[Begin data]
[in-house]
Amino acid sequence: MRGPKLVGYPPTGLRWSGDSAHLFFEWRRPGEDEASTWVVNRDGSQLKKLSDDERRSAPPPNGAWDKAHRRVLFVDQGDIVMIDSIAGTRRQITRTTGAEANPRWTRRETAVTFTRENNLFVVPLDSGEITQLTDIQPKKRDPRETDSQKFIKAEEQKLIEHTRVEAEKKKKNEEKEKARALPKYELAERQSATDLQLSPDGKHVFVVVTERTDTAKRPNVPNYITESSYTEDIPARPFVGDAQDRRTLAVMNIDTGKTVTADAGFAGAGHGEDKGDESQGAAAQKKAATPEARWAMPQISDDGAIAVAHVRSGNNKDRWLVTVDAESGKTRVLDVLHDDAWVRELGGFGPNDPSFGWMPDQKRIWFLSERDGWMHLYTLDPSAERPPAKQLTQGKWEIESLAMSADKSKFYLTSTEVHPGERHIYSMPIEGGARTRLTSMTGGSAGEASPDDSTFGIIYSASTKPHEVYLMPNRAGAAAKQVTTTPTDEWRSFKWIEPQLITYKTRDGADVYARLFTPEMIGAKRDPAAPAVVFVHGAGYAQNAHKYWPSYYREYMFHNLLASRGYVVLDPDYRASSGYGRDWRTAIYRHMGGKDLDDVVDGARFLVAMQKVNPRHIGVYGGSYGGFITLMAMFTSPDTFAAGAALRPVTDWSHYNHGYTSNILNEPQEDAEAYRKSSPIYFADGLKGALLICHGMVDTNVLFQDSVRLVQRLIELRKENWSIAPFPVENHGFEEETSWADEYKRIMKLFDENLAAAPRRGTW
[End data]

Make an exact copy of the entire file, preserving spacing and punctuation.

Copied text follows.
[in-house]
Amino acid sequence: MRGPKLVGYPPTGLRWSGDSAHLFFEWRRPGEDEASTWVVNRDGSQLKKLSDDERRSAPPPNGAWDKAHRRVLFVDQGDIVMIDSIAGTRRQITRTTGAEANPRWTRRETAVTFTRENNLFVVPLDSGEITQLTDIQPKKRDPRETDSQKFIKAEEQKLIEHTRVEAEKKKKNEEKEKARALPKYELAERQSATDLQLSPDGKHVFVVVTERTDTAKRPNVPNYITESSYTEDIPARPFVGDAQDRRTLAVMNIDTGKTVTADAGFAGAGHGEDKGDESQGAAAQKKAATPEARWAMPQISDDGAIAVAHVRSGNNKDRWLVTVDAESGKTRVLDVLHDDAWVRELGGFGPNDPSFGWMPDQKRIWFLSERDGWMHLYTLDPSAERPPAKQLTQGKWEIESLAMSADKSKFYLTSTEVHPGERHIYSMPIEGGARTRLTSMTGGSAGEASPDDSTFGIIYSASTKPHEVYLMPNRAGAAAKQVTTTPTDEWRSFKWIEPQLITYKTRDGADVYARLFTPEMIGAKRDPAAPAVVFVHGAGYAQNAHKYWPSYYREYMFHNLLASRGYVVLDPDYRASSGYGRDWRTAIYRHMGGKDLDDVVDGARFLVAMQKVNPRHIGVYGGSYGGFITLMAMFTSPDTFAAGAALRPVTDWSHYNHGYTSNILNEPQEDAEAYRKSSPIYFADGLKGALLICHGMVDTNVLFQDSVRLVQRLIELRKENWSIAPFPVENHGFEEETSWADEYKRIMKLFDENLAAAPRRGTW